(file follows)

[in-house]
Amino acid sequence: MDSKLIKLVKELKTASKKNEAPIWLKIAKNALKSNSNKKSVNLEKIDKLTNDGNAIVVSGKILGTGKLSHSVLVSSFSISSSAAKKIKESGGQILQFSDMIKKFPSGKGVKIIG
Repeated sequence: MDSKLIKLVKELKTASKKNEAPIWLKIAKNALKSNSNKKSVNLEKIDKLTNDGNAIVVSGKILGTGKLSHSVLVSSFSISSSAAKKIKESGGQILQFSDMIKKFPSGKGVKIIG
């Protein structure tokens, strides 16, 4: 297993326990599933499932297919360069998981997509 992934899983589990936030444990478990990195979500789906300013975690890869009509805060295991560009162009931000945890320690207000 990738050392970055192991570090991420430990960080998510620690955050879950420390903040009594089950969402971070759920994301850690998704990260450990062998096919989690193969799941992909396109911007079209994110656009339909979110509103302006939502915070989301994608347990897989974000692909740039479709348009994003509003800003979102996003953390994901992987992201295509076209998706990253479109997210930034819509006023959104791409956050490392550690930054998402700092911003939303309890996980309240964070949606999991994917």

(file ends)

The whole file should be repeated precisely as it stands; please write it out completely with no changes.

[in-house]
Amino acid sequence: MDSKLIKLVKELKTASKKNEAPIWLKIAKNALKSNSNKKSVNLEKIDKLTNDGNAIVVSGKILGTGKLSHSVLVSSFSISSSAAKKIKESGGQILQFSDMIKKFPSGKGVKIIG
Repeated sequence: MDSKLIKLVKELKTASKKNEAPIWLKIAKNALKSNSNKKSVNLEKIDKLTNDGNAIVVSGKILGTGKLSHSVLVSSFSISSSAAKKIKESGGQILQFSDMIKKFPSGKGVKIIG
């Protein structure tokens, strides 16, 4: 297993326990599933499932297919360069998981997509 992934899983589990936030444990478990990195979500789906300013975690890869009509805060295991560009162009931000945890320690207000 990738050392970055192991570090991420430990960080998510620690955050879950420390903040009594089950969402971070759920994301850690998704990260450990062998096919989690193969799941992909396109911007079209994110656009339909979110509103302006939502915070989301994608347990897989974000692909740039479709348009994003509003800003979102996003953390994901992987992201295509076209998706990253479109997210930034819509006023959104791409956050490392550690930054998402700092911003939303309890996980309240964070949606999991994917």